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[This story contains spoilers for Succession‘s season 2 finale.]
Succession‘s second season came to a close on Sunday night with a bang.
The stakes were always going to be high for “This Is Not for Tears,” given that in the first season’s finale, the drugged-out antics of onetime model son Kendall Roy (Jeremy Strong) got someone killed the night of his sister’s wedding. But in the second season finale, Kendall again took center stage with another jaw-dropper, whistleblowing on the role Logan Roy (Brian Cox) played in perpetuating misconduct at Waystar Royco during a press conference where Kendall was expected to take the fall for the scandal. Moreover, the finale revealed that seemingly spacey Greg (Nicholas Braun) was integrally involved in this latest attempt to oust Logan as CEO by providing documents that showed he signed off on millions of dollars in payoffs.
“You’re not a killer. You have to be a killer,” Logan told Kendall earlier in the episode, when Kendall asked whether he ever could have taken over as the company’s CEO. During the last few seconds of Sunday’s episode when Kendall proved him wrong, Logan seemed to smile slightly, as if in begrudging respect.
In addition to reigniting this Hamlet and Julius Caesar-like tension at the core of the show, “This Is Not for Tears” tied off a few loose ends that Succession‘s second season hadn’t yet dealt with. First and foremost, it addressed why Kendall had been so obeisant to Logan following his cutthroat attempt in the first season to oust his father as CEO of Waystar Royco. Nominally, Kendall was chastened by his father’s success in silencing any suspicions that his son had been involved in the death of Andrew Dobbs, the boy who was killed in a car crash at the end of the first season. Still, Kendall’s long-suffering penance for his role in the death and new fervor to follow his father wherever he led was a sharp character turn from the shark-like businessman who initially sought out rival businessmen Sandy Furness (Larry Pine) and Stewy Hosseini (Arian Moayed).
Kendall’s season two-ending press conference, which neatly mirrored the conference that Logan’s eldest son gave at the beginning of the season while he was obeying family orders, raised the question of whether Kendall had been plotting this moment all along or whether he opportunistically seized it. After all, Kendall began befriending Greg early in the season; Greg stole the documents that Kendall would later present to reporters several episodes ago. Perhaps Kendall’s viral rap hailing his dad as “king of the East Side” was all a clever ruse after all?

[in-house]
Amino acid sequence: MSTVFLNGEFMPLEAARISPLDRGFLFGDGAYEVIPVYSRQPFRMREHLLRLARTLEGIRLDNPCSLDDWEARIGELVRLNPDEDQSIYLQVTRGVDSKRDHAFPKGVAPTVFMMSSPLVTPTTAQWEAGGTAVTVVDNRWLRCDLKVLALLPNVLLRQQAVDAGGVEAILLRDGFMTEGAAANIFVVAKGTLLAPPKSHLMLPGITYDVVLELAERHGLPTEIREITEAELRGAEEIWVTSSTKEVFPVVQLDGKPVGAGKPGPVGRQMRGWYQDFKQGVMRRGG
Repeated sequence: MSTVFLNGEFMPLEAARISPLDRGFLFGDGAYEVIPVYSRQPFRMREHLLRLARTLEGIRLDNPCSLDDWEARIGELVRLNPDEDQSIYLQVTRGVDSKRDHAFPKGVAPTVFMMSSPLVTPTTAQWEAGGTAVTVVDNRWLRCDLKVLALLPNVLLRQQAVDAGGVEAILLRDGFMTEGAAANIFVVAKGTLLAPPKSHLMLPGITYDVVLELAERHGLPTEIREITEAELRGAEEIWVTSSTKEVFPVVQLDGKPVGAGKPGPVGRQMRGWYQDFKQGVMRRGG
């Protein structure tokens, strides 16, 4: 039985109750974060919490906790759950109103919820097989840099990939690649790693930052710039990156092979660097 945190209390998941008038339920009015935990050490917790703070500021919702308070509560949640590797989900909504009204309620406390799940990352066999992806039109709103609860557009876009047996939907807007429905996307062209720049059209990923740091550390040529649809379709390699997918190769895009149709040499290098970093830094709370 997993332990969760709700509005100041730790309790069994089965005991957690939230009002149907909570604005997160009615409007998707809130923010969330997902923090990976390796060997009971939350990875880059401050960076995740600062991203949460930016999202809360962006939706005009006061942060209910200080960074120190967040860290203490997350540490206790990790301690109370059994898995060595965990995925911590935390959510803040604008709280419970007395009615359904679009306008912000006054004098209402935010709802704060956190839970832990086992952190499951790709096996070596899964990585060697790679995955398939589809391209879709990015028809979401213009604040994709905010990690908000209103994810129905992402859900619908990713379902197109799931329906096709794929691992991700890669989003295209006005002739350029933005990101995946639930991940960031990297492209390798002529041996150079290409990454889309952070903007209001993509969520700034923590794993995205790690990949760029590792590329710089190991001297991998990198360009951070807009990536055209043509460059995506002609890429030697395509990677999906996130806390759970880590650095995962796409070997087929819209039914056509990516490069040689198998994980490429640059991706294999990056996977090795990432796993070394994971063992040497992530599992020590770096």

The season ender also saw Tom Wambsgans (Matthew Macfadyen) confronting his wife Siobahn (Sarah Snook) about long-simmering tensions in their relationship. Tom has slowly been gaining confidence (and beginning to feel outraged for playing the patsy) all season long, feelings which erupted when Shiv suggested him during a discussion with Logan of who should take the fall for corporate misconduct. In a private cove, Tom exploded about a long-held grievance — Shiv asking him for an open relationship on their wedding night — and her latest request that they try a threesome.
“I’m not a hippy, Shiv,” he said in one of the understatements of the year. While it’s unclear whether they will stay married after Tom’s revelations, Shiv later showed up for him by asking Logan to spare him from becoming the company’s “head on a stake.”
In addition: After a whole season of attempting to learn more about the company, Roman (Kieran Culkin) was named chief operating officer, though time will tell what his role will look like in the wake of Kendall’s betrayal. Roman also stuck his neck out for Gerri (J. Smith-Cameron) after an entire season of flirting with her and seeking her out for business strategy advice. Kendall’s on-again, off-again flame Naomi Pierce (Annabelle Dexter-Jones) returned to accompany Kendall on Logan’s cruise ship and was summarily kicked off, but not before telling Kendall, incisively, “Daddy loves the broken you.” The reviews for Willa’s (Justine Lupe) play came in and they are, well, terrible. In addition to Kendall’s devoted-son act, this season’s finale dispensed of an iPad.
In a move that will perhaps come as a delight to fans, the finale also got a little bit meta when Connor and Tom referred to their notoriety online. After a string of episodes that have produced many delightful Succession memes, Connor uttering the lines “I’m a GIF now, I’m a meme. I got memed” and Tom arguing he was “Deadcatting” at a Senate hearing were all too fitting. This Succession fan, meanwhile, is hoping “Sails out, nails out, bro” will soon gain digital icon status.
Speaking of which, the episode’s setting, a Mediterranean yacht, recalled the many yachts that have been the backdrop to various dramas in News Corp. mogul Rupert Murdoch’s —which showurnner Jesse Armstrong has called an inspiration for the show — life. Murdoch married his third wife, Wendi Deng, aboard the Morning Glory; he listed his 16,792-square-foot yacht the Rosehearty in 2013 after they divorced; Murdoch also fell on board his son Lachlan’s yacht in 2018, an event that was so serious that it reportedly brought his children to his bedside. In this episode, the ship provided something of an opposite setting — where Logan decided which of his family members or close associates to publicly axe and humiliate — and yet in both scenarios, the placid, idyllic calm of the vessel was at sharp odds with the drama onboard.
Will Kendall’s betrayal cause Logan to unearth evidence he was involved in the death of Andrew Dobbs? Is Roman being set up to fail? Are Greg and Tom finally over? It looks like viewers will have to wait until 2020 to find out: The show, as expected, was renewed in August for a third season, and is projected to return some time that year.
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